Life Needs a Carbon Flow
All organisms are made of carbohydrates, lipids and proteins, which are needed for growth, reproduction and movement. These molecules all contain carbon, making them organic molecules.
The Law of Conservation of Mass states that the quantity of mass in a closed system must remain constant over time. This means that mass can neither be created nor destroyed. It can only be rearranged/converted into new forms, with no net loss or gain.
In other words, living things cannot create from nothing the carbohydrates, lipids and proteins they need to live, grow and reproduce — they must continually obtain a source of carbon (and other elements) from which to synthesise these. These carbon (and other) atoms must enter the organism in a form the organism can make use of, where, through biochemical pathways they ultimately end up in other carbon molecules the organism then uses for life or expels as waste.
An organism will die when a carbon source is no longer available.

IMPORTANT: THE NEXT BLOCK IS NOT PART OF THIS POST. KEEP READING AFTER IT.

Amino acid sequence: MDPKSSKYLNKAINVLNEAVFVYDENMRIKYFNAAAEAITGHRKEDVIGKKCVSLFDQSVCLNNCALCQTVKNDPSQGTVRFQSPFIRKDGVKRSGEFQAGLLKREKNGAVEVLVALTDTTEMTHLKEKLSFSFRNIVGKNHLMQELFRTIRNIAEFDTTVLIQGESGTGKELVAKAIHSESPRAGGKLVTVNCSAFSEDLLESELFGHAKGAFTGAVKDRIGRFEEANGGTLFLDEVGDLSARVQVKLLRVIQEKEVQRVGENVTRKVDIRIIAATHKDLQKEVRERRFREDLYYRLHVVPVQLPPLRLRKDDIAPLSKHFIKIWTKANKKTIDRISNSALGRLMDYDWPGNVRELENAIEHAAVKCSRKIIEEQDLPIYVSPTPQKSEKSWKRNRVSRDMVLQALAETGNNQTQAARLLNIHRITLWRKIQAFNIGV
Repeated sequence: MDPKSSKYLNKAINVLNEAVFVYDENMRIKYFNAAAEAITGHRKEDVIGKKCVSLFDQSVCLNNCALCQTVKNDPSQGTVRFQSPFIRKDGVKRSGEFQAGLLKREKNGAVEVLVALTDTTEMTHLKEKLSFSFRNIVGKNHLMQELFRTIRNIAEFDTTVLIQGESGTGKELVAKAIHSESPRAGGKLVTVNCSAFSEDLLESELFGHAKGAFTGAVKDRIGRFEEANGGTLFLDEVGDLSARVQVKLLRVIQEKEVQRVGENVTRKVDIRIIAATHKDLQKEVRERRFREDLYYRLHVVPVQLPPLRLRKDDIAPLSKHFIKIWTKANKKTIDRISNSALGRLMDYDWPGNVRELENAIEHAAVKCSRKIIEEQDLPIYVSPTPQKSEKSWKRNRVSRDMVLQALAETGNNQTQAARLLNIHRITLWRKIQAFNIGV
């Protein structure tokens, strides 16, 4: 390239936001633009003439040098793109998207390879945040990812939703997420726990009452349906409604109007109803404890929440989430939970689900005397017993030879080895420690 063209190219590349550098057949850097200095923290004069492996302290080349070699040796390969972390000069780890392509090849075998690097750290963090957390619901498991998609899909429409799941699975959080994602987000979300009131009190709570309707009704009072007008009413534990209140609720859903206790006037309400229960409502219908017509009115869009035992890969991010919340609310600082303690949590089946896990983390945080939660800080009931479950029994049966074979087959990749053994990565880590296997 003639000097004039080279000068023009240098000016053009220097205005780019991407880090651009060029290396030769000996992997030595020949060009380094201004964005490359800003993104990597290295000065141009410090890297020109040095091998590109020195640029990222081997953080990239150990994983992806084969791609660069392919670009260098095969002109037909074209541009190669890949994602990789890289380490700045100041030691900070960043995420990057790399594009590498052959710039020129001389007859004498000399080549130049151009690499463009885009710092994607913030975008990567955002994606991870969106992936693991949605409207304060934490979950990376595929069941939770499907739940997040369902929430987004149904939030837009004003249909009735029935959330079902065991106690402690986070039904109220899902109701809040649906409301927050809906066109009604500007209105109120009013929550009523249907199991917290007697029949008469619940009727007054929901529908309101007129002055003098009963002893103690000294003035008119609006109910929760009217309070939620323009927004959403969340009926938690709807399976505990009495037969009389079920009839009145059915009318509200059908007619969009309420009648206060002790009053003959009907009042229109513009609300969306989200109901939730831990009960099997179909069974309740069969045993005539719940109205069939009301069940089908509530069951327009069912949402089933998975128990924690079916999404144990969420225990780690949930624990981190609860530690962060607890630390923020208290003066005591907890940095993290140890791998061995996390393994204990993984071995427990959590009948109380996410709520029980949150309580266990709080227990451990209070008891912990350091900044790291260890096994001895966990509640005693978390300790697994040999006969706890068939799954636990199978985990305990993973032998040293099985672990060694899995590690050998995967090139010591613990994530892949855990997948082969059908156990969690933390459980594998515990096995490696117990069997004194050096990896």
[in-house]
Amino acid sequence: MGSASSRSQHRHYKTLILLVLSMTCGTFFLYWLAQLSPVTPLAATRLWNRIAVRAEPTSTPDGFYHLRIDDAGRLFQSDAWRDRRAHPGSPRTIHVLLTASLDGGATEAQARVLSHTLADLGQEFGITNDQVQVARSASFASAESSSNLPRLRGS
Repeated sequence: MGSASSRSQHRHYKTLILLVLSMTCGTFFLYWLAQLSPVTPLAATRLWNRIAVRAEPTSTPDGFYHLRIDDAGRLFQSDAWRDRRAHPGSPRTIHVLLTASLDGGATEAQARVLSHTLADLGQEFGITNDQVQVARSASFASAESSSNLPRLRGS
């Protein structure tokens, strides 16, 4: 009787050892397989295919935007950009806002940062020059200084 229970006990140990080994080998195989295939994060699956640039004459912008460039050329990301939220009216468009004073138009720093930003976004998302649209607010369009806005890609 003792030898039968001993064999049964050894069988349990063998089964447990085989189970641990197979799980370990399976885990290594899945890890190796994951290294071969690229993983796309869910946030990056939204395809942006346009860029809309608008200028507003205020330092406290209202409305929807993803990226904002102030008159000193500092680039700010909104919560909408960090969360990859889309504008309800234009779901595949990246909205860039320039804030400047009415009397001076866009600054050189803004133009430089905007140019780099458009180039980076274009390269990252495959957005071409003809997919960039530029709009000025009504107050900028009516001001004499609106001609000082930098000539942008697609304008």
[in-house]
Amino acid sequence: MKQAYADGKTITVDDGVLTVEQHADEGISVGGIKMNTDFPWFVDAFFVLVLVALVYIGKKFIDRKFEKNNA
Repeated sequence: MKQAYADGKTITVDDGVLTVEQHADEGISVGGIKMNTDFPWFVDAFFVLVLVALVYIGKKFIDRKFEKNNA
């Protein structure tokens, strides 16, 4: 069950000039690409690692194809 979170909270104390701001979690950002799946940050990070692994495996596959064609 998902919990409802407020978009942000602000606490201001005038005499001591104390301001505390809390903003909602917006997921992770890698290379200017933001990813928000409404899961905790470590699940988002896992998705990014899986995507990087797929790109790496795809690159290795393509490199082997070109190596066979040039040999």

Some organisms use the carbon in an inorganic carbon source (carbon dioxide, or CO2) to make their carbohydrates, lipids and proteins. These are the autotrophs.
Other organisms use the carbon in organic carbon sources (carbohydrates, lipids and proteins) to make their own particular carbohydrates, lipids and proteins. These are the heterotrophs.
From the Ancient Greek combining form αὐτο-, auto-, from αὐτός, autós, ‘self’, and τροφή, trophḗ, ‘nourishment’: ‘nourishment from self’.
An autotroph is an organism that uses inorganic carbon (carbon dioxide) as its carbon source. It does not need a (once-)living (organic) carbon source (such as carbohydrates, lipids and proteins) to make its own carbohydrates, fats and proteins.
Autotrophs are also known as primary producers, as they produce the food source (eg grass, leaves) at the beginning of all food chains and webs.
From the Ancient Greek ἕτερος, héteros, ‘other, another, different’, and τροφή, trophḗ, ‘nourishment’: ‘nourishment from other’.
A heterotroph is an organism that uses organic compounds as its carbon source. It does need a (once-)living (organic) carbon source (such as carbohydrates, fats and proteins) to make its own carbohydrates, fats and proteins.
Heterotrophs are also known as primary, secondary, tertiary and quarternary consumers as they are consumers of autotrophs (making them primary consumers) and/or other heterotrophs (making them secondary, tertiary or quarternary consumers).
Would you like to donate if you found this article interesting or useful?